Supercell Y was by far the most prolific tornado-producing supercell of the entire outbreak, in terms of number of tornadoes. This supercell developed near Algona, IA (5:01pm) and tracked to near Owatonna, MN (8:19pm). It was cyclic in nature, meaning that individual circulations developed, matured, and then occluded, with the next area of circulation quickly developing as the old one dissipated. This resulted in numerous tornadoes in close proximity. The first tornado was a weak tornado in far northern Iowa (Winnebago County), in the NWS Des Moines county warning area. The remainder of the tornadoes were in far southern Minnesota, and occurred in Faribault, Freeborn, and Steele Counties. Those counties are in the NWS Chanhassen area of responsibility.
Tornado Y4 and Tornado Y5 were both EF2 tornadoes in the vicinity of Kiester, MN in Faribault County, Minnesota. Tornado Y4 formed south-southwest of Kiester based on a damage survey, plus photo and video evidence from storm chasers. It began near the intersection of 20th Street and 570th Avenue, then wrapped around another tornado (which developed about one mile west of Kiester) and dissipated. While southwest of Kiester, it did EF-2 damage to a couple farmsteads, including tree damage and destruction of several grain bins.
Tornado Y5 developed just west of Kiester, based on a damage survey, plus photo and video evidence from chasers. It struck the northwestern edge of Kiester, producing widespread tree damage and rated EF-1 at this point. It continued north as a multiple vortex tornado, doing EF-2 damage to a grove of trees. Farther north, several trees and grave stones were knocked over in a cemetery. It then turned and moved north-northeast before dissipating to the northeast of Kiester.
Tornado Y8 was a violent, long-tracked, EF4 tornado that impacted Freeborn County, Minnesota in the NWS Chanhassen county warning area. The tornado initially moved northeast to approximately 3.5 miles west of Conger, where at about (43.6156, -93.6015), it began to move more to the east-northeast. West of Armstrong, at about (43.6597, -93.4938), it began tracking nearly due north to just west of Manchester, where at about (43.7357, -93.4801), it began to move to the north-northwest, before dissipating 1.5 miles west of Hartland. Accounting for the changes in direction of this track, the actual path length covered by the tornado was 19.95 miles.
Near County Roads 17 and 63, the tornado intensified to produce EF-3 damage, impacting a farmstead and causing the complete destruction of three swine barns and the loss of 12 head of swine. Two empty grain bins were completely blown away at this location. This location also marked the beginning of crops being completely raked, with only stalks of corn left, and soybean fields being almost unrecognizable.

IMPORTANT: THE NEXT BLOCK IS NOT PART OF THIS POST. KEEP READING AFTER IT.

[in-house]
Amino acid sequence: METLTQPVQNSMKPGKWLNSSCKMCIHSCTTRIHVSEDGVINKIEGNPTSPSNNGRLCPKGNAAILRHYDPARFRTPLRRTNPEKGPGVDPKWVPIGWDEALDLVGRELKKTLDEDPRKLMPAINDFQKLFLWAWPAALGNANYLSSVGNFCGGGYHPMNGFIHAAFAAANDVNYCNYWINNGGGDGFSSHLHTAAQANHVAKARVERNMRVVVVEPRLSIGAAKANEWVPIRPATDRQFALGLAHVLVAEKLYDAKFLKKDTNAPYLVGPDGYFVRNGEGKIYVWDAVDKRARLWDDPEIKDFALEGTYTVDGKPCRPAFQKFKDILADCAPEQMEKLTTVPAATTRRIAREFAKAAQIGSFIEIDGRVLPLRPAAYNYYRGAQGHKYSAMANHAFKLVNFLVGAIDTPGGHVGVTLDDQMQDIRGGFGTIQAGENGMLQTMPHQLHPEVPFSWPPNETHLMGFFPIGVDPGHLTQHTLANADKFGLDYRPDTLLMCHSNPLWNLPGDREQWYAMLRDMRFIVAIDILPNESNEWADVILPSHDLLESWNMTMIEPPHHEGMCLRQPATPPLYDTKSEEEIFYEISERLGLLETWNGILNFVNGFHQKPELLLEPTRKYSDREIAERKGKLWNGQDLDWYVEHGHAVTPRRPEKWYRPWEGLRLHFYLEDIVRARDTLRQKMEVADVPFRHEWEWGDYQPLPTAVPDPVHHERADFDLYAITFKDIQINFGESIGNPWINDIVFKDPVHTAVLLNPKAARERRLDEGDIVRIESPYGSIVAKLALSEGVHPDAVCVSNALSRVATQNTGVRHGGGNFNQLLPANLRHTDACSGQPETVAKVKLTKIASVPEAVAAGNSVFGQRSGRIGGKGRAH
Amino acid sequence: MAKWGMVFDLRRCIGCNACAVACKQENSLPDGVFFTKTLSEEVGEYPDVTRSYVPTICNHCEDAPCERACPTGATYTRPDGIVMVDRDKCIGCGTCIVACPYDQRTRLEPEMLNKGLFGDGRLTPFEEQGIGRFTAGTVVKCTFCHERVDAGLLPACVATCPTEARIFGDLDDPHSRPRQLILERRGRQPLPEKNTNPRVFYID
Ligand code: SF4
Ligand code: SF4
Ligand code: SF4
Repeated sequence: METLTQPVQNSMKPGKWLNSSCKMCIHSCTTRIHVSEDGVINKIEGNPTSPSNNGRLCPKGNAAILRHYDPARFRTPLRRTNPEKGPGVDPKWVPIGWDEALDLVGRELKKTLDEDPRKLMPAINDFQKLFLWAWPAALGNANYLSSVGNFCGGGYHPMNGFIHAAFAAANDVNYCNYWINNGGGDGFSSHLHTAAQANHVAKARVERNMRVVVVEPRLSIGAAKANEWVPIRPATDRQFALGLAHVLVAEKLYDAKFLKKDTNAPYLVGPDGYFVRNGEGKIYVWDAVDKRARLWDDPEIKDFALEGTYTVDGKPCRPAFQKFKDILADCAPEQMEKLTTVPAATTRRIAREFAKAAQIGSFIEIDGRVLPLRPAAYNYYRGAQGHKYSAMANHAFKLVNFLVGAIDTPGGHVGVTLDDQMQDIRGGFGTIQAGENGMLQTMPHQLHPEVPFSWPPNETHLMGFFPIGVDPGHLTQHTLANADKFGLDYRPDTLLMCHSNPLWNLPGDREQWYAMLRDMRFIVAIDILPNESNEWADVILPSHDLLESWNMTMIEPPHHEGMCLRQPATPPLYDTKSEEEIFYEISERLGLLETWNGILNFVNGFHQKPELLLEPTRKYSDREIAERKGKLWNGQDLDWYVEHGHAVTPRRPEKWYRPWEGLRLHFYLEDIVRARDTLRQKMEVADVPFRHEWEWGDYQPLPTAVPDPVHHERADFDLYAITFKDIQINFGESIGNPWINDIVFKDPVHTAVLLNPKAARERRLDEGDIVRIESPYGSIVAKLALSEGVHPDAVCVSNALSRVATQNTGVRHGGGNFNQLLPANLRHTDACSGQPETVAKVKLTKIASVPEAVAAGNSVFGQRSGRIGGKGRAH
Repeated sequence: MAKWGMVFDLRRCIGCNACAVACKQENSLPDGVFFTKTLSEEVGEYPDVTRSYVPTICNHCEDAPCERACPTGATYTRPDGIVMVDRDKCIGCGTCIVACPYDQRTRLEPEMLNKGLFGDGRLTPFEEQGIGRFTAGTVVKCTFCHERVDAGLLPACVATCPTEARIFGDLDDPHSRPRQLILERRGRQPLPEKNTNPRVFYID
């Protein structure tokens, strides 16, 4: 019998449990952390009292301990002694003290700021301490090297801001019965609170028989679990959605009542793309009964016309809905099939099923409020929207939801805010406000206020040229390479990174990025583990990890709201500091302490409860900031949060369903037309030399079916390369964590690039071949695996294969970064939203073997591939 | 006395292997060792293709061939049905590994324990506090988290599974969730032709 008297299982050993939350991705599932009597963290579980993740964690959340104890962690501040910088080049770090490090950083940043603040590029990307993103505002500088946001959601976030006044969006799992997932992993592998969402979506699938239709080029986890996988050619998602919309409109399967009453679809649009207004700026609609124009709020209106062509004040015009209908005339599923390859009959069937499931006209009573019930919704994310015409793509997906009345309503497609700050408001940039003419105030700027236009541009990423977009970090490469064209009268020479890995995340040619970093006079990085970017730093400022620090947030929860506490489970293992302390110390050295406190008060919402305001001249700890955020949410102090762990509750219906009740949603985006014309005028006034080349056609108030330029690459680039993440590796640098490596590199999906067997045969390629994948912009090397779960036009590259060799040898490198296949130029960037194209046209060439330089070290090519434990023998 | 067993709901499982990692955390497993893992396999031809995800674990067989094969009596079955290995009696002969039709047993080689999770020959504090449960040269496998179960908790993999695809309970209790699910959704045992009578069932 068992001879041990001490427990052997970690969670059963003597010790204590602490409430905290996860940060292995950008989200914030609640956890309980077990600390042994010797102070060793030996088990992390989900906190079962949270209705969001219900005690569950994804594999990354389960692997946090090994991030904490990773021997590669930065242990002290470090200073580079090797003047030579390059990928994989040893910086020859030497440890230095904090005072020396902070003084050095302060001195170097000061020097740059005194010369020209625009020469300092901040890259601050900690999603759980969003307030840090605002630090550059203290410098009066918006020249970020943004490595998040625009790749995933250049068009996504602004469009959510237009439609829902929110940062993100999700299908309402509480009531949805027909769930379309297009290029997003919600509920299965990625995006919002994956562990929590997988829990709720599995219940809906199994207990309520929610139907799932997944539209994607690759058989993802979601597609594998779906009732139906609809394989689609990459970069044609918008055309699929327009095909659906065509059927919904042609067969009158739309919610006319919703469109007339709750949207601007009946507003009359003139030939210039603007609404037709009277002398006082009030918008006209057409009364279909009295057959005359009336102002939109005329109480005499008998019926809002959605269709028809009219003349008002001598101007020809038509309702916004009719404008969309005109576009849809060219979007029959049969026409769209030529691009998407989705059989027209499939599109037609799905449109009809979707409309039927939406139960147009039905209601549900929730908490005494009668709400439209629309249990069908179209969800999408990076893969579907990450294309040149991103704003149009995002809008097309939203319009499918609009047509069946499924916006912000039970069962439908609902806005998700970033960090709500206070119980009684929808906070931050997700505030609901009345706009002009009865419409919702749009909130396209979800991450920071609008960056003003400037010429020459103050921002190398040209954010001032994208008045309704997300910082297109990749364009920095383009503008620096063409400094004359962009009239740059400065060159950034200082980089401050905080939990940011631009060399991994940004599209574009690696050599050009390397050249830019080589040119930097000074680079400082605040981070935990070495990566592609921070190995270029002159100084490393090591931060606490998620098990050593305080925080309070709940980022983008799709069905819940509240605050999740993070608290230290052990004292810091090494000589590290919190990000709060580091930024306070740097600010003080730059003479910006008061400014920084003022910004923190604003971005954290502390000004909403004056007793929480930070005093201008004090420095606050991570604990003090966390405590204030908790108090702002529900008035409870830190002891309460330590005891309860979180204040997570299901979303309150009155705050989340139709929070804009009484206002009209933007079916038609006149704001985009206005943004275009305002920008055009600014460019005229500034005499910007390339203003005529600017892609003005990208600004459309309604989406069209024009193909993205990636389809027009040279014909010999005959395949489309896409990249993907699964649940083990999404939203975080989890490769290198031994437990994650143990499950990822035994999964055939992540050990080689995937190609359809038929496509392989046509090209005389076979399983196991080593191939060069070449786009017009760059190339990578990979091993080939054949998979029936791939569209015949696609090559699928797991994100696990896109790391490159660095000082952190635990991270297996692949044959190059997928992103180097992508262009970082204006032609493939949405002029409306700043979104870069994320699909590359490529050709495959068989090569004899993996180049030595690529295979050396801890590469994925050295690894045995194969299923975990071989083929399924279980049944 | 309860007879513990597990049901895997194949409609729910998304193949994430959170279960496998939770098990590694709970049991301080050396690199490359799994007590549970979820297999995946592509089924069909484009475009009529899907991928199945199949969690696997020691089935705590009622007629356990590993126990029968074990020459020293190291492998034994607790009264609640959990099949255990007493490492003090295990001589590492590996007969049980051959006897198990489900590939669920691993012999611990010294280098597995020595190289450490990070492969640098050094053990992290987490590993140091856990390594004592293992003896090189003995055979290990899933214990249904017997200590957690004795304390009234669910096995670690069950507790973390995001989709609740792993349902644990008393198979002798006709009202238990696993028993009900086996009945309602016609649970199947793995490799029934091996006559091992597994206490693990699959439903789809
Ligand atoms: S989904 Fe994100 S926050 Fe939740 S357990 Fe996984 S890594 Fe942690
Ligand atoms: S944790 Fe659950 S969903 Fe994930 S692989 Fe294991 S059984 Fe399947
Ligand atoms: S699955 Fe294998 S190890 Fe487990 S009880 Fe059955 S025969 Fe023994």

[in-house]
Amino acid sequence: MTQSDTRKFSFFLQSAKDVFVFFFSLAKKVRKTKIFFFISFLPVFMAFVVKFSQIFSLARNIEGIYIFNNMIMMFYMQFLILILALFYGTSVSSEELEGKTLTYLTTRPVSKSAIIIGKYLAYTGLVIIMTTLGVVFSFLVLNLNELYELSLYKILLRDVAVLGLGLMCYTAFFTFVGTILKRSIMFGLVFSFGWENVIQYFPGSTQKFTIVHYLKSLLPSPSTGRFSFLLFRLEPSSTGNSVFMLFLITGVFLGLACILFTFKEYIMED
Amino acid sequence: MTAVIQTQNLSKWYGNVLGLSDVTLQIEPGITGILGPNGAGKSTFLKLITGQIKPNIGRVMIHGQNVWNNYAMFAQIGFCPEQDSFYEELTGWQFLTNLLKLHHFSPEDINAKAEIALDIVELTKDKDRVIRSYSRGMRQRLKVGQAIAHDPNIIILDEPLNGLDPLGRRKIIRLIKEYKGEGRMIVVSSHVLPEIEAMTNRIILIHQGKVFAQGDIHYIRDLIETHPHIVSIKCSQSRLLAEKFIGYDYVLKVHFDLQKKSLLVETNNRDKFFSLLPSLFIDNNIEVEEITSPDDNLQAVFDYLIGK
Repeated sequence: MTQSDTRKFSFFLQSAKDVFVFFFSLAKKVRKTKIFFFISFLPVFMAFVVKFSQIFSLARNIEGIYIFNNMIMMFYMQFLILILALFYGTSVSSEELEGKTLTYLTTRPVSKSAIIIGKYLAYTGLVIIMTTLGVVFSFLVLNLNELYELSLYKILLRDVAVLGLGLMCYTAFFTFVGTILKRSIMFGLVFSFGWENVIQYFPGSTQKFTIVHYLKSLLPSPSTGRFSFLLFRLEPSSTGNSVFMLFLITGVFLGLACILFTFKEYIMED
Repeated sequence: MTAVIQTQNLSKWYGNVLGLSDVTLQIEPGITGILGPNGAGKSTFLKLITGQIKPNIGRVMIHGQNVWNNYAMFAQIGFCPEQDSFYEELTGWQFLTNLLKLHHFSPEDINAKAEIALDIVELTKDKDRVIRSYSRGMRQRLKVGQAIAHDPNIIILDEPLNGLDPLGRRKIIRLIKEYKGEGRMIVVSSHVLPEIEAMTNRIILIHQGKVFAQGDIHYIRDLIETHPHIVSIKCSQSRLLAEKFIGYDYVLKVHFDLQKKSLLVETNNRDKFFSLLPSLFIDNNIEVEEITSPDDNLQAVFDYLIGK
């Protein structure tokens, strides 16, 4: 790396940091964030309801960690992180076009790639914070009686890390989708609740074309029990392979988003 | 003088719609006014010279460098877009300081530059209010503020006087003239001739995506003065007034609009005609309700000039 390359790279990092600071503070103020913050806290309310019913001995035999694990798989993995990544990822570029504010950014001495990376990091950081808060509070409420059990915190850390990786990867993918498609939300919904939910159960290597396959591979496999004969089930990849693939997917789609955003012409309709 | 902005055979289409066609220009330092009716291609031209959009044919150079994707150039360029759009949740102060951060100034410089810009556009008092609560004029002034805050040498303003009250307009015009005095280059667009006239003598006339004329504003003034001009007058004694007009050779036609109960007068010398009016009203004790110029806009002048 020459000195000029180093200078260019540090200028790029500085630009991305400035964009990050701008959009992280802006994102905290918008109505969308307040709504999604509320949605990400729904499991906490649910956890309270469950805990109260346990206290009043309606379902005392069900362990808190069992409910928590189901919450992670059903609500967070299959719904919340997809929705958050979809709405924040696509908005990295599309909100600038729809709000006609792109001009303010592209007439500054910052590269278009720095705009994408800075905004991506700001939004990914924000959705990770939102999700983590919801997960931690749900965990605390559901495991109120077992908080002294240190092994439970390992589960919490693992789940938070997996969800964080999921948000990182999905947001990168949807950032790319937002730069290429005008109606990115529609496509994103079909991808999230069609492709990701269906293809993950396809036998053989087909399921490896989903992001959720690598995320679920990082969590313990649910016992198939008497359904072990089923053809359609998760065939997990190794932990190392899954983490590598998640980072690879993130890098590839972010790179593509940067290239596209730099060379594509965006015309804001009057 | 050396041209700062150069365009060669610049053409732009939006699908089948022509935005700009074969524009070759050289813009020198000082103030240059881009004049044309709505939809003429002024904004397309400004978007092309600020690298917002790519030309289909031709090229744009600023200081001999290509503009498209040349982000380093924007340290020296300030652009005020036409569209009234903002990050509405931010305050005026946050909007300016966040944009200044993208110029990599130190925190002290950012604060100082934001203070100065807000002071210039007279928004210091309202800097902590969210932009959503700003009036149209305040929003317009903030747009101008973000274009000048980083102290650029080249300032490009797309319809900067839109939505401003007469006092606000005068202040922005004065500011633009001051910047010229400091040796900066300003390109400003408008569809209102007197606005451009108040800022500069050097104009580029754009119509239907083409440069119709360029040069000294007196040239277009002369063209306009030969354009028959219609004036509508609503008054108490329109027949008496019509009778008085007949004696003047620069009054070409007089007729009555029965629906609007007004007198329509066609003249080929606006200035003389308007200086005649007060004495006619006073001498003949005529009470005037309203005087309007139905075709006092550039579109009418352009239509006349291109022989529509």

After passing through this farmstead the tornado took a more easterly path across County Road 63, and maintained EF-3 strength. After passing County Road 63, another farmstead was hit, and two empty harvester silos were toppled. The tornado continued to the northeast across County Road 4, where continued raking of the fields was noted with significant deposition of debris along the tornado path. The tornado continued to the north-northeast, grew to 1000 yards, and around 1750 LST impacted a farmstead along County Road 12 two miles north of Conger, where EF-4 damage was observed. The house at this location was completely destroyed, as was the barn and several other buildings. Extensive tree damage was noted with nearly all branches being removed from the trunks. Debarking of trees was widespread at this location. A car was also tumbled a distance of 3200 feet, coming to rest in a field east of County Road 12.
The tornado continued to the northeast across County Road 69 and County Road 46, where it weakened slightly to EF-3 intensity. As it crossed County Road 46, a house was rotated off the foundation. The tornado was approximately 700 yards wide at this point. To the north-northeast, a swine barn was destroyed with sheet metal being carried off to Interstate 90. The tornado continued to gradually weaken in intensity from that point. One person was killed and 14 injured from this tornado.
Tornado Y10 was the fourth strong to violent tornado produced by Supercell Y, and was on the ground for roughly 18.8 miles and 39 minutes. Touchdown was near the intersection of Freeborn County Roads 14 and 20. Multiple farmsteads experienced significant structural and tree damage, including one house completely destroyed and several others heavily damaged. Many outbuildings were destroyed, hundreds of trees uprooted and snapped, with some partially debarked. It then moved into Steele County, southwest of Ellendale, where it began moving to the north-northwest. At about (43.9255, -93.3453), it began moving toward the northwest, and at about (43.9407, -93.3627), it actually turned some more and moved toward the west-northwest until it finally dissipated. Accounting for the change in direction, the tornado had an actual path length of 7.7 miles in Steele County. Along the way, several homes experienced significant structural damage, with one house completely destroyed and the roof removed from two others. Many outbuildings were destroyed, and hundreds of trees were uprooted and snapped.
Supercell Z lasted for a fairly long time (over 4 hours), tracking from near Alexandria, MN to near Virginia, MN. Despite that, it only produced one weak tornado in northern Aitkin County, which is in the NWS Duluth county warning area.